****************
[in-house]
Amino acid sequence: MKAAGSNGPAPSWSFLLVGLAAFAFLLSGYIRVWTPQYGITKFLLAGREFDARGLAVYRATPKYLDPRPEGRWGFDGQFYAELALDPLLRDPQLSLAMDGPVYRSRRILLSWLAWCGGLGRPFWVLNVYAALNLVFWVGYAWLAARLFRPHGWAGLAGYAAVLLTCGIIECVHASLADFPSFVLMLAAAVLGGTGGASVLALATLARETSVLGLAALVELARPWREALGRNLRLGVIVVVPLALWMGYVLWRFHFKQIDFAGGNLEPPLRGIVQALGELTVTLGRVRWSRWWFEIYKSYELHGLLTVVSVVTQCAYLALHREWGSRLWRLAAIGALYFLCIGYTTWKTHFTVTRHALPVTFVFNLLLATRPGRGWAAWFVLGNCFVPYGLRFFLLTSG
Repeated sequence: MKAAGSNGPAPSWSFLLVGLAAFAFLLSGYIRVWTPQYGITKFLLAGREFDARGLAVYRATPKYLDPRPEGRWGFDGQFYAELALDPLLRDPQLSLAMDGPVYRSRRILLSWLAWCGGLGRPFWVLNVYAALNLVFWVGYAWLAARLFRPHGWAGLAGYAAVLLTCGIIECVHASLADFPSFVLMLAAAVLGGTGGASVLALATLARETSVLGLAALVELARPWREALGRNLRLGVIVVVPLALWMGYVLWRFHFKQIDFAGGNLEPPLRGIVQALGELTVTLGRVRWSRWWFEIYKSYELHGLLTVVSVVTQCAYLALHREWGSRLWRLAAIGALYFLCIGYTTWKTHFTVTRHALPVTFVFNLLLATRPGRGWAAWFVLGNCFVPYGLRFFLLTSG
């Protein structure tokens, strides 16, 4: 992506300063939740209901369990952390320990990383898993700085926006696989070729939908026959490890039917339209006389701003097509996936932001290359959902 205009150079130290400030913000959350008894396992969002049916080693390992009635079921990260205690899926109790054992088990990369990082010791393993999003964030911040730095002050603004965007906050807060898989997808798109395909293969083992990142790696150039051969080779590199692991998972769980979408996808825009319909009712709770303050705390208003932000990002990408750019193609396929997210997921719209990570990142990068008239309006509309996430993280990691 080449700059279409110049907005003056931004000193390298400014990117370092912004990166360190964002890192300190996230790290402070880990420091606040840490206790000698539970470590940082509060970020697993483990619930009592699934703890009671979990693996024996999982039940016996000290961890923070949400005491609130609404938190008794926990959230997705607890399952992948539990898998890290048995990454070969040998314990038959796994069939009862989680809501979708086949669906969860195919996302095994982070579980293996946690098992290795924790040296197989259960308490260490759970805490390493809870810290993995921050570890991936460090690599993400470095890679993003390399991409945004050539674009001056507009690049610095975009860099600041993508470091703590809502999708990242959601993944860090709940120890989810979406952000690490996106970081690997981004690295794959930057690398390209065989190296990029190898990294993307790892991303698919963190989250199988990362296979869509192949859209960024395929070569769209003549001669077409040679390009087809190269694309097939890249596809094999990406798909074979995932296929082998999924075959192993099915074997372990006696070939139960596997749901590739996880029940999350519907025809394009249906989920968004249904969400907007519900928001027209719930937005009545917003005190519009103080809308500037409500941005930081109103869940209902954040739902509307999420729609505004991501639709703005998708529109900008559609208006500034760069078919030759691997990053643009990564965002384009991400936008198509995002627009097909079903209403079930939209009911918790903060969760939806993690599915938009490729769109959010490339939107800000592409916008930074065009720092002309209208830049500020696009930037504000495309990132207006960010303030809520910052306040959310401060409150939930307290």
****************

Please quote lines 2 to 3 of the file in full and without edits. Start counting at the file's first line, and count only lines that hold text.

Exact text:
Amino acid sequence: MKAAGSNGPAPSWSFLLVGLAAFAFLLSGYIRVWTPQYGITKFLLAGREFDARGLAVYRATPKYLDPRPEGRWGFDGQFYAELALDPLLRDPQLSLAMDGPVYRSRRILLSWLAWCGGLGRPFWVLNVYAALNLVFWVGYAWLAARLFRPHGWAGLAGYAAVLLTCGIIECVHASLADFPSFVLMLAAAVLGGTGGASVLALATLARETSVLGLAALVELARPWREALGRNLRLGVIVVVPLALWMGYVLWRFHFKQIDFAGGNLEPPLRGIVQALGELTVTLGRVRWSRWWFEIYKSYELHGLLTVVSVVTQCAYLALHREWGSRLWRLAAIGALYFLCIGYTTWKTHFTVTRHALPVTFVFNLLLATRPGRGWAAWFVLGNCFVPYGLRFFLLTSG
Repeated sequence: MKAAGSNGPAPSWSFLLVGLAAFAFLLSGYIRVWTPQYGITKFLLAGREFDARGLAVYRATPKYLDPRPEGRWGFDGQFYAELALDPLLRDPQLSLAMDGPVYRSRRILLSWLAWCGGLGRPFWVLNVYAALNLVFWVGYAWLAARLFRPHGWAGLAGYAAVLLTCGIIECVHASLADFPSFVLMLAAAVLGGTGGASVLALATLARETSVLGLAALVELARPWREALGRNLRLGVIVVVPLALWMGYVLWRFHFKQIDFAGGNLEPPLRGIVQALGELTVTLGRVRWSRWWFEIYKSYELHGLLTVVSVVTQCAYLALHREWGSRLWRLAAIGALYFLCIGYTTWKTHFTVTRHALPVTFVFNLLLATRPGRGWAAWFVLGNCFVPYGLRFFLLTSG